Via Accessify, Tesco have come under fire for their re-launched access site (combined with the main site, but with a preference to switch to a frames and image-free version).
Perhaps I was biased by reading one point of view first, but it seemed like the radio equivalent of a mugging!
The whole interview is based on the experience Tom Walker has with using Jaws on the site. However, his taking a
week and a half of messing about to find the access version says more about his lack of experience with screen readers (or even just keyboard access?) than it does about Tesco’s site.
As part of training people in accessibility, a demo with Jaws is a great way of highlighting why the techniques we describe make a difference. People sit down in front of a screen reader, bring up a site they know, and try to do something on it (e.g. buy a book). They can’t see the screen, and are helped with the basic keyboard commands.
However, one thing is made very clear:
By all means download and try a screen reader, but to do not make design decisions based on your experience with it. It’s just too different from someone who uses the technology on a daily basis, because they have to.
It is from in-experienced usage that you get things like phonetically spelling accesskey links (which then completely fail if the person uses a different voice setting from the developer!).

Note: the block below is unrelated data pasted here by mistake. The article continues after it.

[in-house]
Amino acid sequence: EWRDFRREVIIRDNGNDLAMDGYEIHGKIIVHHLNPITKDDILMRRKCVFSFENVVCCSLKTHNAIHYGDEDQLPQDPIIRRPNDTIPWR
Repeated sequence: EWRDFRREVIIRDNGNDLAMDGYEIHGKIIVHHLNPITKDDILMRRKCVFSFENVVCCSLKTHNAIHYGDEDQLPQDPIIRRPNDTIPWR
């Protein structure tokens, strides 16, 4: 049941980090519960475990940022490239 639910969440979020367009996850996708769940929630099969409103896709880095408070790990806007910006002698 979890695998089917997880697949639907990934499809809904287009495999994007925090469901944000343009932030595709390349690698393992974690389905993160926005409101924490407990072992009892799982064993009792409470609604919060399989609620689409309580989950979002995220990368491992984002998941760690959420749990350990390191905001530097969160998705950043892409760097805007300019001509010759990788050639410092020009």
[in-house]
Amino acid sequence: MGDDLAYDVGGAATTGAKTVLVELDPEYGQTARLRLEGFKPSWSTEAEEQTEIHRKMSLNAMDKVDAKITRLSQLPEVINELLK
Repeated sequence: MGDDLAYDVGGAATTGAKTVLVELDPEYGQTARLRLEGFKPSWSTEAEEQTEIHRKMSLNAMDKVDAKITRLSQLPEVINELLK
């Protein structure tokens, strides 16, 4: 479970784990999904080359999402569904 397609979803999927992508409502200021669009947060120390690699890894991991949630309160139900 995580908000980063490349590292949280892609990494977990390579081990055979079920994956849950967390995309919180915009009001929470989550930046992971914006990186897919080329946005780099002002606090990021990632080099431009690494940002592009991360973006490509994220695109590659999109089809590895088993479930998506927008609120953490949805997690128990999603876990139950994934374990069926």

It was pretty obvious that the journalist new little of screen reader usage, and his criticism was unfounded. From there, the interview simply ran with that theme.
I’m not endorsing the Tesco site – I haven’t used it for ages. A brief look now shows a fairly straightforward no-frills site once you select the access version. The IA is somewhat confusing to me (e.g. “extra” is a top-level item), but I imagine changing the IA would be a league of complexity and work above changing the front-end code!
Anyway, as someone who often assesses sites for accessibility, it is very disheartening when a site (not matter how good or bad) is critisised on such a faulty basis.
Tesco’s IT manager Nick Lansley desribes his experience. We (at work) have been arguing against separate versions of sites for accessibility for a while, and I think the new version is a step in the right direction. There is a lot of potential to be had from using web standards on the site in general, but from what Ian said on Accessify they probably know that already.